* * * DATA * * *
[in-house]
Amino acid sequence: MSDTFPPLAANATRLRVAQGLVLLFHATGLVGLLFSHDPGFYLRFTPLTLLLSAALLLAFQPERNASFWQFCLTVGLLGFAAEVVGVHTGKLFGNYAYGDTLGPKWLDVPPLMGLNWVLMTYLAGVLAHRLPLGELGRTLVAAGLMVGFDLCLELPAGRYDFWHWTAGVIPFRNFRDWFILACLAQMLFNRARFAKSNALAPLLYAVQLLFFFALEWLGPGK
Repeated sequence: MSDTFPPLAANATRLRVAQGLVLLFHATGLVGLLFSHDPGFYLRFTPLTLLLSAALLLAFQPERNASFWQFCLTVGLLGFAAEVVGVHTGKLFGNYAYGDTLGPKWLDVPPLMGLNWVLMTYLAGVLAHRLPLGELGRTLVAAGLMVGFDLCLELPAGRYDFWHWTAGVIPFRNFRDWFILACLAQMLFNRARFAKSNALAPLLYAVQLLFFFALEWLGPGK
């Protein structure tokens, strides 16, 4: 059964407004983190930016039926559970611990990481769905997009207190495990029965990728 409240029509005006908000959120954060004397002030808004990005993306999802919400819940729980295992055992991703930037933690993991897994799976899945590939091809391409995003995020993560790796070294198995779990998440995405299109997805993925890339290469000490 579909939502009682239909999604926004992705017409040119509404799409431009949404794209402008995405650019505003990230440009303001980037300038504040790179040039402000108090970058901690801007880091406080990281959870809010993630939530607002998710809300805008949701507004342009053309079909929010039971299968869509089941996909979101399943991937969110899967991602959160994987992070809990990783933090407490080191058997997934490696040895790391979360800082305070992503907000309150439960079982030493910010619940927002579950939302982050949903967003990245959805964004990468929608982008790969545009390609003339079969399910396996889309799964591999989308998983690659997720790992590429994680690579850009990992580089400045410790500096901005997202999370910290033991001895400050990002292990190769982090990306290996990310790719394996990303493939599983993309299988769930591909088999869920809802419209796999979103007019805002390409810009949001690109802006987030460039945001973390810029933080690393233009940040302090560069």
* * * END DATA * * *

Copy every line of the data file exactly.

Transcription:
[in-house]
Amino acid sequence: MSDTFPPLAANATRLRVAQGLVLLFHATGLVGLLFSHDPGFYLRFTPLTLLLSAALLLAFQPERNASFWQFCLTVGLLGFAAEVVGVHTGKLFGNYAYGDTLGPKWLDVPPLMGLNWVLMTYLAGVLAHRLPLGELGRTLVAAGLMVGFDLCLELPAGRYDFWHWTAGVIPFRNFRDWFILACLAQMLFNRARFAKSNALAPLLYAVQLLFFFALEWLGPGK
Repeated sequence: MSDTFPPLAANATRLRVAQGLVLLFHATGLVGLLFSHDPGFYLRFTPLTLLLSAALLLAFQPERNASFWQFCLTVGLLGFAAEVVGVHTGKLFGNYAYGDTLGPKWLDVPPLMGLNWVLMTYLAGVLAHRLPLGELGRTLVAAGLMVGFDLCLELPAGRYDFWHWTAGVIPFRNFRDWFILACLAQMLFNRARFAKSNALAPLLYAVQLLFFFALEWLGPGK
């Protein structure tokens, strides 16, 4: 059964407004983190930016039926559970611990990481769905997009207190495990029965990728 409240029509005006908000959120954060004397002030808004990005993306999802919400819940729980295992055992991703930037933690993991897994799976899945590939091809391409995003995020993560790796070294198995779990998440995405299109997805993925890339290469000490 579909939502009682239909999604926004992705017409040119509404799409431009949404794209402008995405650019505003990230440009303001980037300038504040790179040039402000108090970058901690801007880091406080990281959870809010993630939530607002998710809300805008949701507004342009053309079909929010039971299968869509089941996909979101399943991937969110899967991602959160994987992070809990990783933090407490080191058997997934490696040895790391979360800082305070992503907000309150439960079982030493910010619940927002579950939302982050949903967003990245959805964004990468929608982008790969545009390609003339079969399910396996889309799964591999989308998983690659997720790992590429994680690579850009990992580089400045410790500096901005997202999370910290033991001895400050990002292990190769982090990306290996990310790719394996990303493939599983993309299988769930591909088999869920809802419209796999979103007019805002390409810009949001690109802006987030460039945001973390810029933080690393233009940040302090560069």